Department of Defense Distinguished Investigator Award
2018 AACR-AstraZeneca Lung Cancer Research Fellowship
T32 training grant
ARTICLE ABSTRACTA number of cancer drugs activate innate immune pathways in tumor cells but unfortunately also compromise antitumor immune function. We discovered that inhibition of CARM1, an epigenetic enzyme and cotranscriptional activator, elicited beneficial antitumor activity in both cytotoxic T cells and tumor cells. In T cells, Carm1 inactivation substantially enhanced their antitumor function and preserved memory-like populations required for sustained antitumor immunity. In tumor cells, Carm1 inactivation induced a potent type 1 interferon response that sensitized resistant tumors to cytotoxic T cells. Substantially increased numbers of dendritic cells, CD8 T cells, and natural killer cells were present in Carm1-deficient tumors, and infiltrating CD8 T cells expressed low levels of exhaustion markers. Targeting of CARM1 with a small molecule elicited potent antitumor immunity and sensitized resistant tumors to checkpoint blockade. Targeting of this cotranscriptional regulator thus offers an opportunity to enhance immune function while simultaneously sensitizing resistant tumor cells to immune attack.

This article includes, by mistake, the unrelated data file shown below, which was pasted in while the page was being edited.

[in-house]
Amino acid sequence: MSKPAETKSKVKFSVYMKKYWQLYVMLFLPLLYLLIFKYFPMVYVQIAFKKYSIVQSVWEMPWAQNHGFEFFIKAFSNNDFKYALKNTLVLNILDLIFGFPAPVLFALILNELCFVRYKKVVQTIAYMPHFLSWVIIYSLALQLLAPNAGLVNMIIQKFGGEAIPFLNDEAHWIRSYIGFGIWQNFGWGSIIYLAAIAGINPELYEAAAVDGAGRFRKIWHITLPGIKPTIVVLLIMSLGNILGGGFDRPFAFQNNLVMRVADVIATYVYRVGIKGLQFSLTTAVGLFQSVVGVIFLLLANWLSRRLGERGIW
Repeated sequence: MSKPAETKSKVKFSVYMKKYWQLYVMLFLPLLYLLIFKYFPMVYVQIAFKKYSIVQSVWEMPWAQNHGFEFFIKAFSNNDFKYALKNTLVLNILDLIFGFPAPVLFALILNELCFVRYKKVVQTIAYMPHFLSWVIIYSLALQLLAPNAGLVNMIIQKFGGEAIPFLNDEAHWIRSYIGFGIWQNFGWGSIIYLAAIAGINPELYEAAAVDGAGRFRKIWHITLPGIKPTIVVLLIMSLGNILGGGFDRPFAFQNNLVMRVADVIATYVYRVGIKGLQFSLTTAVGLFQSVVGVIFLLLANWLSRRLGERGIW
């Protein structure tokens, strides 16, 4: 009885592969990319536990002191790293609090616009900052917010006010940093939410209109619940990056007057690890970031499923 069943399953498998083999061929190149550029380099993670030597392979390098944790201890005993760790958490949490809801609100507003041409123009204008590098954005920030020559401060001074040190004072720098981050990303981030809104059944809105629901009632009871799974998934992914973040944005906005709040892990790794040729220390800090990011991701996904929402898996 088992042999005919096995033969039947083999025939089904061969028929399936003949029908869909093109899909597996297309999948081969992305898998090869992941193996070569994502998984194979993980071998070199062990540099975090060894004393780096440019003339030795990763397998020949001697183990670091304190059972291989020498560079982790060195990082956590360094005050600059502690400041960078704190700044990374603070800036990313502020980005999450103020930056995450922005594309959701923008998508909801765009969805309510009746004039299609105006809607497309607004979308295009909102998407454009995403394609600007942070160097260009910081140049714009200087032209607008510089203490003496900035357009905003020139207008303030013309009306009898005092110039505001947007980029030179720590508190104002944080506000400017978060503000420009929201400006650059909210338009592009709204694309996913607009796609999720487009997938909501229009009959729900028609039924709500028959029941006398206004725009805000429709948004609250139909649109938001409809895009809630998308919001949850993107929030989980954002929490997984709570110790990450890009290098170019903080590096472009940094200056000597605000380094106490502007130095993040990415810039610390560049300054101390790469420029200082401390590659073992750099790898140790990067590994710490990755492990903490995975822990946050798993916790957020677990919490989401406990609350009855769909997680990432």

Resistance to cancer immunotherapy remains a major challenge. Targeting of CARM1 enables immunotherapy of resistant tumors by enhancing T-cell functionality and preserving memory-like T-cell populations within tumors. CARM1 inhibition also sensitizes resistant tumor cells to immune attack by inducing a tumor cell–intrinsic type 1 interferon response.This article is highlighted in the In This Issue feature, p. 1861